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T-Mobile updates the number of people affected by a data breach. Facebook launches a security effort for Afghanistan users. And a man who hacked student accounts to steal nude photos is heading to prison. This is CyberScoop for Aug. 20, 2021.

T-Mobile's unlucky week

T-Mobile now reports that over 50 million individuals have been ensnared by a recent data breach, up roughly 6 million from its last count. The hacker behind the breach obtained a treasure trove of identifying information including Social Security numbers, dates of birth and driver's license numbers. The breach has strengthened calls on Capitol Hill for a stronger data breach notification law. T-Mobile also now faces a class-action lawsuit. The company is still investigating the incident. The hacker behind the breach claimed to have accessed 100 million accounts, meaning we might see T-Mobile’s numbers climb again. Tonya Riley has the latest.

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Violence in Afghanistan sparks Facebook changes

Facebook rolled out a feature on Thursday that will allow users in Afghanistan to lock down their profiles with one click. The move comes amid growing fears that the Taliban could use social media networks to target individuals. Twitter and LinkedIn have taken similar steps. Tonya reports.

Nudes thief heading to 3 years of prison

A New York man who hacked the accounts of dozens of female college students to access private nude photos got a three year-year prison sentence, DOJ said Thursday. Nicholas Farber pleaded guilty to the hacking charges in February; he and a co-conspirator accessed school emails of female SUNY Plattsburgh students from 2017 to 2019. From there, he used the access to get into the students' Facebook, Snapchat and cloud accounts to steal their nude photographs and movies, then trade them online. Tonya has this one, too.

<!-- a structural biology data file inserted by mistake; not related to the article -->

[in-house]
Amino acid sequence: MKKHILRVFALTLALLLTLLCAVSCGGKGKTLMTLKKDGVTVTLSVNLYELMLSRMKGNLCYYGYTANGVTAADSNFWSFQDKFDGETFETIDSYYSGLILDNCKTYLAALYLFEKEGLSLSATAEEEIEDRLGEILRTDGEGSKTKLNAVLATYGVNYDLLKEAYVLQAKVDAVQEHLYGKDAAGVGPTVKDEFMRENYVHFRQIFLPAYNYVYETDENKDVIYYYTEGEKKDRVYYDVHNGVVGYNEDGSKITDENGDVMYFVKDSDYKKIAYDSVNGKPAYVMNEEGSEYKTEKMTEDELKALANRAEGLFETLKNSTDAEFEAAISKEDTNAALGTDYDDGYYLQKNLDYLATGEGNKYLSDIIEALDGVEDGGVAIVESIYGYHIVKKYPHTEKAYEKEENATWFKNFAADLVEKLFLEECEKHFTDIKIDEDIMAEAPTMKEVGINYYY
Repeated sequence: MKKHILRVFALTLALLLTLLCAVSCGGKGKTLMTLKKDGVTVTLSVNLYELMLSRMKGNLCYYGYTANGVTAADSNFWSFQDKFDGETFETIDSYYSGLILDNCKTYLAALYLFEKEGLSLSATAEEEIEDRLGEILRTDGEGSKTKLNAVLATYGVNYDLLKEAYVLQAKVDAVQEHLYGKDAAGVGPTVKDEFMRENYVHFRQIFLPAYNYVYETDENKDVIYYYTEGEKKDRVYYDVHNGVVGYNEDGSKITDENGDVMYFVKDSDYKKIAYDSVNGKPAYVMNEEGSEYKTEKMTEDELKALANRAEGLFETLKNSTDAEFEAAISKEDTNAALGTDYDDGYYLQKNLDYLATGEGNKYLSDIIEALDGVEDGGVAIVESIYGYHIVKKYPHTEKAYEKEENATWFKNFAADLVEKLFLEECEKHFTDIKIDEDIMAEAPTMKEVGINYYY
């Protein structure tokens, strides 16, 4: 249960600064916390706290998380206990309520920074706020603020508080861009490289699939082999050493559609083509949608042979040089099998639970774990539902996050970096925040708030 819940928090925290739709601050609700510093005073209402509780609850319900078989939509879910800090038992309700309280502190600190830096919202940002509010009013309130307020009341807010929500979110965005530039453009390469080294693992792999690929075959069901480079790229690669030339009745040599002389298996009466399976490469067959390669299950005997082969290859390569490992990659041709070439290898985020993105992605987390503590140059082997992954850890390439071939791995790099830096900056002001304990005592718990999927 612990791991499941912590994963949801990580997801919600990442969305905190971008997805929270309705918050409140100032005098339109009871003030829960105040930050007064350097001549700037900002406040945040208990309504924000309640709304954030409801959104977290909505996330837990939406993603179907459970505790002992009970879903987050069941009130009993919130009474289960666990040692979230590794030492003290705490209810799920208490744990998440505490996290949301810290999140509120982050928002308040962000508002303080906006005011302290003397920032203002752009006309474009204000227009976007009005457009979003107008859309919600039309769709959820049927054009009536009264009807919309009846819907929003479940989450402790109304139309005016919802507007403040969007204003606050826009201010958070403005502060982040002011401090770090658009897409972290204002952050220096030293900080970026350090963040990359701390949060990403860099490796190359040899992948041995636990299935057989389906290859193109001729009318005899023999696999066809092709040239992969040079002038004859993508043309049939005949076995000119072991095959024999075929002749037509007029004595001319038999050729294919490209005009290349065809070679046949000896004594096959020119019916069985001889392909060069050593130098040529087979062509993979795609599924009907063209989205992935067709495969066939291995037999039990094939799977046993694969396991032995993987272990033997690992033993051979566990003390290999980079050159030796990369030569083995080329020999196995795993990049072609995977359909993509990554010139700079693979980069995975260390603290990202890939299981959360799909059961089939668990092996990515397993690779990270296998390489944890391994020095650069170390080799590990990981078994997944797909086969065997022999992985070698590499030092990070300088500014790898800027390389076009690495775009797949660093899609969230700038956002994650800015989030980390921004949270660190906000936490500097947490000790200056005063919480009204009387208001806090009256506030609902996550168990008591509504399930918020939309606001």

Hoosier data flap leads to data spat

Indiana officials said this week that they're in the process of notifying about 750,000 residents that a COVID-19 contact-tracing database containing their personal information was accessed earlier this year by an "unauthorized" third party. But that third party turned out to be the cybersecurity firm UpGuard, which is disputing the state's description of the incident. The company argues that Indiana's database was exposed to the open internet, and that its researchers discovered the leak in the course of researching software vulnerabilities. “We were trying to help them," an UpGuard spokeswoman said. StateScoop's Benjamin Freed covered the feud.

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